Public Property: Curiosity, Privacy and Rheumatoid Arthritis

  • "What happened to you?"

    Were you in an accident?"

    "So, you can't walk at all?"

     

    I've been visibly disabled by RA - deformities, contractures, scars - for most of my life and have used a power wheelchair for over 30 years. This means I get questions about it from total strangers. Sometimes, it's the person next to me in the elevator, sometimes a random stranger starting a chat while I'm reading a book in the park. Most recently, it was a nurse asking the question while I was visiting my mother in the hospital. This made me worry about the nursing staff's observational skills, as I'm pretty sure RA deformities in the hands don't look anything like the result of an accident!

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    Public Space, Personal Space

    I don't even notice it anymore, just shrug it off. I should say that I notice it enough to usually answer in the service of educating the public at large, but I don't notice the intrusion into my private life and maybe that comes from living with visible RA and the resulting questions for over 40 years. Call it having calluses on your soul. However, the topic's been on my mind after recent posts by community members Ish and Melissa mused on the topic of privacy when living with a chronic illness.

     

    A long time ago, I decided I prefer the questions rather than the not-so-surreptitious stares and adjusted the boundaries of my personal space accordingly. Getting it out in the open and dealt with right away allows you to get on with the actual business of social interaction without the other person positively vibrating with unasked questions.

     

    When I find myself in the situation where someone I don't know is asking questions I give enough information to answer the question in a matter-of-fact manner and that usually does the trick. Most people are sufficiently socially astute to get the hint that we are not going to wallow around in information about my illness. However, occasionally the other person will then start expressing sympathy, sometimes even pity and that's when I start feeling intruded upon. Covered in the honeyed muck of stranger's idea of how terrible my life must be, I'm the one vibrating, but with annoyance.

     

    Visible health problems seem to change your status so you become sort of public property. With this change in status comes in an abrupt shift in the rules of social engagement and no one asks if you consent to this. All of a sudden, it's okay to ask really personal questions about an aspect of your life. And perhaps it's not limited to only health problems, because every woman out there who's ever been pregnant knows about complete strangers touching their stomach and telling them horrible birth stories. Maybe it is not so much an issue of health, as an issue of being visibly different? When you differ from the norm, normal rules don't seem to count.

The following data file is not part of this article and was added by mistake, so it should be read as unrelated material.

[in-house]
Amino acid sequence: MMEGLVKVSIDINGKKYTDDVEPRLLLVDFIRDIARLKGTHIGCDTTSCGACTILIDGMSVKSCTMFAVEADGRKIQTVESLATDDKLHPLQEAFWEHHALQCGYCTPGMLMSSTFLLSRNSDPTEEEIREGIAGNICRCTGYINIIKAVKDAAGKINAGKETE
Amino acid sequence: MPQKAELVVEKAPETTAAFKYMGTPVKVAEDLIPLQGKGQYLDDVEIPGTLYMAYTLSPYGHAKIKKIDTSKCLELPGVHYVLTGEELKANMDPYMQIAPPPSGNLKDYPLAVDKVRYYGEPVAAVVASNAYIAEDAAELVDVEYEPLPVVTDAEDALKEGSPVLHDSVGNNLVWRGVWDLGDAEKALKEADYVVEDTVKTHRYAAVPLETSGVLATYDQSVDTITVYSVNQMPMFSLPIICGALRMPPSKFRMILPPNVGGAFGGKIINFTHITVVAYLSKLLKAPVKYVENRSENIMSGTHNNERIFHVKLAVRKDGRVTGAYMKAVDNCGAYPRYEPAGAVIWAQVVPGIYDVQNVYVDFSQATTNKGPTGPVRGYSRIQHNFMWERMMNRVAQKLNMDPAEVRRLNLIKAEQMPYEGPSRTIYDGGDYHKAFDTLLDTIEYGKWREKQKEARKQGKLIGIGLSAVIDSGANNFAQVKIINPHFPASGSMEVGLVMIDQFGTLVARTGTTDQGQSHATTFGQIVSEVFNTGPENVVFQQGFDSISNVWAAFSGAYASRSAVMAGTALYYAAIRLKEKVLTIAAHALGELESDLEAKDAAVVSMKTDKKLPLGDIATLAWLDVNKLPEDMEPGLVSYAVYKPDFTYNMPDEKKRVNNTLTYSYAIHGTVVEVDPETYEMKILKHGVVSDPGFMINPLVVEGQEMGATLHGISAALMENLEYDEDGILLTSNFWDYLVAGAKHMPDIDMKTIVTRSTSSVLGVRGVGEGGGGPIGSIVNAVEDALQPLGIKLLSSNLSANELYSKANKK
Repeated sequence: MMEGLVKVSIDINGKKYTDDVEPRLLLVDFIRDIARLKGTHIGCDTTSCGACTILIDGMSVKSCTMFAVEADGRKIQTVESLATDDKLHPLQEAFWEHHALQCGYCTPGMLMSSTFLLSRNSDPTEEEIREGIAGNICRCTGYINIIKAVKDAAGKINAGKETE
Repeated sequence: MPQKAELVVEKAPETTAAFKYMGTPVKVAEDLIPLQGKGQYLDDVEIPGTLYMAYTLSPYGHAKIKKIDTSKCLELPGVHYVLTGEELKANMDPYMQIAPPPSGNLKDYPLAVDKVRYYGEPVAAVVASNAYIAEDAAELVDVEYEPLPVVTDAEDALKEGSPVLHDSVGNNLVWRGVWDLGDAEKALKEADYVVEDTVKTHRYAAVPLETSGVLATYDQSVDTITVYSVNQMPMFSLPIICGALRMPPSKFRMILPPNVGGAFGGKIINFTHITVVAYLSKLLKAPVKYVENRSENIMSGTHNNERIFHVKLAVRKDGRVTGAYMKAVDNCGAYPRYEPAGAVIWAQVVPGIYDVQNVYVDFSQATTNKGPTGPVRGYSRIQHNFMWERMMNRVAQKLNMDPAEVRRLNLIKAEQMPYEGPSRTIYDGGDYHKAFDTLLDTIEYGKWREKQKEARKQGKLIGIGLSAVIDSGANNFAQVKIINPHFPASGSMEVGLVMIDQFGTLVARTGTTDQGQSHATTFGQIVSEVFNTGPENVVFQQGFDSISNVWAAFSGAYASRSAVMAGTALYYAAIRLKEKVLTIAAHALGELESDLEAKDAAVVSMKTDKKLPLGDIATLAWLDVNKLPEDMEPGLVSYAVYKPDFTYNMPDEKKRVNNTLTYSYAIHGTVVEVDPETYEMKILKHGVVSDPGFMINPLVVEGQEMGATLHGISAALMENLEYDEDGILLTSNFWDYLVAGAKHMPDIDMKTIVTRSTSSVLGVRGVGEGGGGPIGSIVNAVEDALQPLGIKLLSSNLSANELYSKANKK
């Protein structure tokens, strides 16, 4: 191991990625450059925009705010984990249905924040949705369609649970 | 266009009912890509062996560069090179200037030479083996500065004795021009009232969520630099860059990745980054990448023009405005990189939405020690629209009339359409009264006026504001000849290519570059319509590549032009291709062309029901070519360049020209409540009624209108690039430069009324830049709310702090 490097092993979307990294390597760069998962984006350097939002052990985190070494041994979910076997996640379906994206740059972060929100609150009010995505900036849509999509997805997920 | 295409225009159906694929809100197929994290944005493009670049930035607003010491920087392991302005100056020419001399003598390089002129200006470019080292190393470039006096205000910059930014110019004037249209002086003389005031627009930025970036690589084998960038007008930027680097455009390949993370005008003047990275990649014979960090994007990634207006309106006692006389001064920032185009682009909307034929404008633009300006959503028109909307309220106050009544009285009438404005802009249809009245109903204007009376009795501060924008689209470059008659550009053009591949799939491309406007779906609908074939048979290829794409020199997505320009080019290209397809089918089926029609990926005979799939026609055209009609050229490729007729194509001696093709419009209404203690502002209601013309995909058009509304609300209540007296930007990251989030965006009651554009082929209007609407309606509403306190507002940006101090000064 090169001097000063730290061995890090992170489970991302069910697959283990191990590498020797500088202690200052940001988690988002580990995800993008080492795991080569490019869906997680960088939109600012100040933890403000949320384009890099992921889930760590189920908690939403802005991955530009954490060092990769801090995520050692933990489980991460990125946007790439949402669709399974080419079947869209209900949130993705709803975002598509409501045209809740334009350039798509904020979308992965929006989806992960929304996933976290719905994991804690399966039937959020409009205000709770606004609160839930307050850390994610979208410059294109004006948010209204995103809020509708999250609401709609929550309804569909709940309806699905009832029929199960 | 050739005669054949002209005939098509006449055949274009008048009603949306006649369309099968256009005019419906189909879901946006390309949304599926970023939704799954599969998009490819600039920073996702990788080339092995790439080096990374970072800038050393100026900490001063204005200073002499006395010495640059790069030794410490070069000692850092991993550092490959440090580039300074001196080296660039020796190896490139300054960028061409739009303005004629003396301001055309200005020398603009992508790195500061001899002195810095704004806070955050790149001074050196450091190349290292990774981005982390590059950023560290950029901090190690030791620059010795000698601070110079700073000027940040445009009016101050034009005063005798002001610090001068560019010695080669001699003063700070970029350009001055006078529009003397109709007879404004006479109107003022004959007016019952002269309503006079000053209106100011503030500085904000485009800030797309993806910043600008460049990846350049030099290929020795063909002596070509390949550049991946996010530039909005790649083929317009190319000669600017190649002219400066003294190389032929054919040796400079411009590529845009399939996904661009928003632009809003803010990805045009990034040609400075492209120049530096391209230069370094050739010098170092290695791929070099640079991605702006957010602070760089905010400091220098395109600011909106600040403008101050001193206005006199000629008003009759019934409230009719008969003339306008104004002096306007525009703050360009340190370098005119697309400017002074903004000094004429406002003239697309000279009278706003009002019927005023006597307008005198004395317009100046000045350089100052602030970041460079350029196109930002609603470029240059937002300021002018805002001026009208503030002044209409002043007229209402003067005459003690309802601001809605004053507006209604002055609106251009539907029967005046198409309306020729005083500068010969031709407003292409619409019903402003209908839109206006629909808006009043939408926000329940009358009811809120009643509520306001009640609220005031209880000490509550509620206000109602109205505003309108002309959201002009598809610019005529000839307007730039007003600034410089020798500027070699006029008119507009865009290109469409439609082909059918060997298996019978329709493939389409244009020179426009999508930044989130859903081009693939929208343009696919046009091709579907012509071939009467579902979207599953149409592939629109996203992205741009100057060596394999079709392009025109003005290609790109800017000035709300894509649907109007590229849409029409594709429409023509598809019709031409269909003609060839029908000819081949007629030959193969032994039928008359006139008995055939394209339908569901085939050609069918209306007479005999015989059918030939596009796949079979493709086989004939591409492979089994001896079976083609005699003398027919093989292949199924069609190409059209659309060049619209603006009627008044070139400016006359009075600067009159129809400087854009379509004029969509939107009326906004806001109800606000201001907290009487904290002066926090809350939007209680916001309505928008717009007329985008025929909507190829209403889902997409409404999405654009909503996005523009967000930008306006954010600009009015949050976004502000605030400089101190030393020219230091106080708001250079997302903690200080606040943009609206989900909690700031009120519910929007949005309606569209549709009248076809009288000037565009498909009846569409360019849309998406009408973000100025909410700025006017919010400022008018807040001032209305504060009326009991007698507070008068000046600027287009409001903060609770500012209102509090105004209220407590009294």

About More than RA

    But what about the questions of loved ones? The ones who ask because they care and then ask again and then again every time you talk to them, leaving nothing but RA between you. Here you are, desperately trying to find spaces that are about the other parts of you, not the illness and nobody is cooperating, pulling you back into being sick over and over.

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    Navigating this one can be harder - shutting down concern from someone who loves you is a much more delicate matter than doing so with a stranger. It happens, though. Over time you and they learn to do this conversational dance, just as you move around each other in intricate steps on other issues that are there, yet not the subject of every word between you. Whether it's someone's divorce, infertility, a teenager's recent brush with shoplifting or a truly unfortunate haircut, the relationship moves on. Open communication helps, you taking the lead in setting the boundaries and eventually, they get it. Sometimes, your loved one needs a reminder that you are still there, that you still hate broccoli, have an embarrassing fascination with sparkly vampires and snort when you laugh. Sometimes, you need to say straight out I don't want to talk about my RA all the time. And sometimes, you need to briskly and cheerfully turn the conversation to another topic. Pick one of their problems. Nothing is as effective to distract a person than  given them the opportunity to talk about themselves.

     

    The Benefits of Sharing

    "A burden shared is a burden halved." There is much truth in this quote and it is worth remembering. Animals hide to lick their wounds when injured and we human beings are animals, too, often having the impulse to draw in upon ourselves when faced with troubles. It takes energy, this pretending that things are fine when they aren't, this quest to retain your self when RA is taking over. Sharing this can help. It can be as simple as saying that today your knee hurts or yesterday you barely made it home from work before you keeled over and fell asleep. It can be as complicated as sharing the reality of your emotions, the fear of the future, the battle you enter every day to not let the RA take over. And that is the moment where the caring of others can shift from what feels like intrusion into your private life to becoming a partner in protecting the true you from disappearing. Redirected, it is something that can be used for good.

     

    How do you manage too-intrusive questions?

     

     

    Lene is the author of the award-winning blog The Seated View.

     

Published On: August 17, 2011